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J Trauma. 2003 Sep;55(3):531-9.

Gut injury and gut-induced lung injury after trauma hemorrhagic shock is gender and estrus cycle specific in the rat.

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  • 1Department of Surgery, University of Medicine and Dentistry of New Jersey-New Jersey Medical School, Newark, 07103, USA.



The purpose of this study was to test the hypothesis that trauma-hemorrhagic shock (T/HS)-induced gut and lung injury is modulated by gender and the stage of the estrus cycle at the time of injury.


We compared the incidence and magnitude of gut and lung injury in male and female rats subjected to a laparotomy (trauma) followed by 90 minutes of shock (mean arterial pressure, 30 mm Hg) (T/HS) or sham shock.


Lung injury and pulmonary neutrophil sequestration as well as gut injury were increased after T/HS in the diestrus female and the male rats, but not in the estrus or proestrus female rats. Although T/HS caused gut and lung injury in the male and the female diestrus rats, the magnitude of injury was less in the female diestrus than in the male rats (p < 0.05). A strong correlation was found between intestinal villous injury and lung injury as well as between gut injury and pulmonary leukosequestration in the female rats subjected to T/HS (p < 0.0001). Plasma nitric oxide levels were approximately two- to threefold higher in the male and the diestrus female rats subjected to T/HS than in other groups (p < 0.05), and a high degree of correlation (r2 = 0.68, p < 0.0001) was found between villous injury and plasma nitric oxide levels. Ileal constitutive nitric oxide synthase (NOS) and inducible NOS (iNOS) activity was measured. Ileal constitutive NOS activity was similar between the groups, but iNOS activity was three- to fourfold higher in the T/HS male rats than in the sham shock or the T/HS proestrus groups (p < 0.01).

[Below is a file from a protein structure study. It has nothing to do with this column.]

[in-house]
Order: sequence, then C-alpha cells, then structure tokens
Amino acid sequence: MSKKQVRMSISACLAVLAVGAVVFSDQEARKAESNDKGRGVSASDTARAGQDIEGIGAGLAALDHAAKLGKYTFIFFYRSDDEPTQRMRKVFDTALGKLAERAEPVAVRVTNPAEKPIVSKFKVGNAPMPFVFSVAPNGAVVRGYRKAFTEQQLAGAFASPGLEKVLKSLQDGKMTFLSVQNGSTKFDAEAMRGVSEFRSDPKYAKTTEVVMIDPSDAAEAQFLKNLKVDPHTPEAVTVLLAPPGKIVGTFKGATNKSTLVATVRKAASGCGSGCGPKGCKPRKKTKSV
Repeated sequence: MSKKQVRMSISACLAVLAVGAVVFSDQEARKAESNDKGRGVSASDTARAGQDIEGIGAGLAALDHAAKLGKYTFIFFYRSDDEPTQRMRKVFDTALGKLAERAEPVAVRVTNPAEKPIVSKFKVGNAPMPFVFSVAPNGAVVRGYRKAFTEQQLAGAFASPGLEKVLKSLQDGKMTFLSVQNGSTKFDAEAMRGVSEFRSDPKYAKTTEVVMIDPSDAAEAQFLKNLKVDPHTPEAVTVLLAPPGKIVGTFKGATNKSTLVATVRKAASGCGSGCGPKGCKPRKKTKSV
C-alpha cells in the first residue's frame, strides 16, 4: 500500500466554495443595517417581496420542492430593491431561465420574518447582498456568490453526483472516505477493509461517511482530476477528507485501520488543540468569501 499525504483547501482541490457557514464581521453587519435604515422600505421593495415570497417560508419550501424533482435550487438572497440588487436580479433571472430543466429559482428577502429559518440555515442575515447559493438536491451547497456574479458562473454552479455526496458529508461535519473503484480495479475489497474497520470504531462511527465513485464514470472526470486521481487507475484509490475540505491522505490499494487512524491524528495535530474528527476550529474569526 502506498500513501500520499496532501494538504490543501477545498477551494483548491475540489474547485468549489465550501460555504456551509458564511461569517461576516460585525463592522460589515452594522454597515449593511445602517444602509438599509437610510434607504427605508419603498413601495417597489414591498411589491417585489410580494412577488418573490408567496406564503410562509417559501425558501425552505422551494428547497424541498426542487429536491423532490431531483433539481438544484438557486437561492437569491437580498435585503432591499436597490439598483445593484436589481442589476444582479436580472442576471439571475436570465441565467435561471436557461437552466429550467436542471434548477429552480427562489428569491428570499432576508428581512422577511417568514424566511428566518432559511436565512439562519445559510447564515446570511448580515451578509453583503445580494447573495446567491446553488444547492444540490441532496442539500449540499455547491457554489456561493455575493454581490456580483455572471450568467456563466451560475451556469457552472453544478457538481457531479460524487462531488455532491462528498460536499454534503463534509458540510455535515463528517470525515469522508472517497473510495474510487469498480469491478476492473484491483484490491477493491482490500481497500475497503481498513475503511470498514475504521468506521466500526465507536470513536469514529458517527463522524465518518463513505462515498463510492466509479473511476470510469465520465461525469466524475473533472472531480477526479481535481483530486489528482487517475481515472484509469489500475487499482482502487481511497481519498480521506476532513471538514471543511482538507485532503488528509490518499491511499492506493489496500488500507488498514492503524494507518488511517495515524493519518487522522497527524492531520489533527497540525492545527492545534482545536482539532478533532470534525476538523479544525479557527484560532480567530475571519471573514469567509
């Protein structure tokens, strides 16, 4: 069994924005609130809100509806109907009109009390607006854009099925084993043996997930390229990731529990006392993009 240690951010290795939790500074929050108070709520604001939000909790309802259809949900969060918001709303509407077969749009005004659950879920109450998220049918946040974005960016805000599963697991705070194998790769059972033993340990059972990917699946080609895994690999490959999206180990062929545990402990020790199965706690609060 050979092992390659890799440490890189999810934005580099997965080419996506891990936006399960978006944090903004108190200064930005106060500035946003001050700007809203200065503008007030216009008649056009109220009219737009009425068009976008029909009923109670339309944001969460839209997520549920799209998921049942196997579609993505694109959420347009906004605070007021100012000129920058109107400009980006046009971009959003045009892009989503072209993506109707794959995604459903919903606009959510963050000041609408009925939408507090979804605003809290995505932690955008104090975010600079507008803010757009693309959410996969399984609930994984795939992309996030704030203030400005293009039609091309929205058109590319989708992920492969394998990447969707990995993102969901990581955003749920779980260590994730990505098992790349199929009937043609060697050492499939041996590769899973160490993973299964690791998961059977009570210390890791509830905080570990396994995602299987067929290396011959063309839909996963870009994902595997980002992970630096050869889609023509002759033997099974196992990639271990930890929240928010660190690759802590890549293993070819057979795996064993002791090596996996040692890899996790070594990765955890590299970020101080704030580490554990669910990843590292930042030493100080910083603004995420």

Gender and estrus cycle stage influence susceptibility to T/HS-induced gut and lung injury. This difference in susceptibility to organ injury was associated with increased plasma nitric oxide levels and increased ileal iNOS activity.

[PubMed - indexed for MEDLINE]
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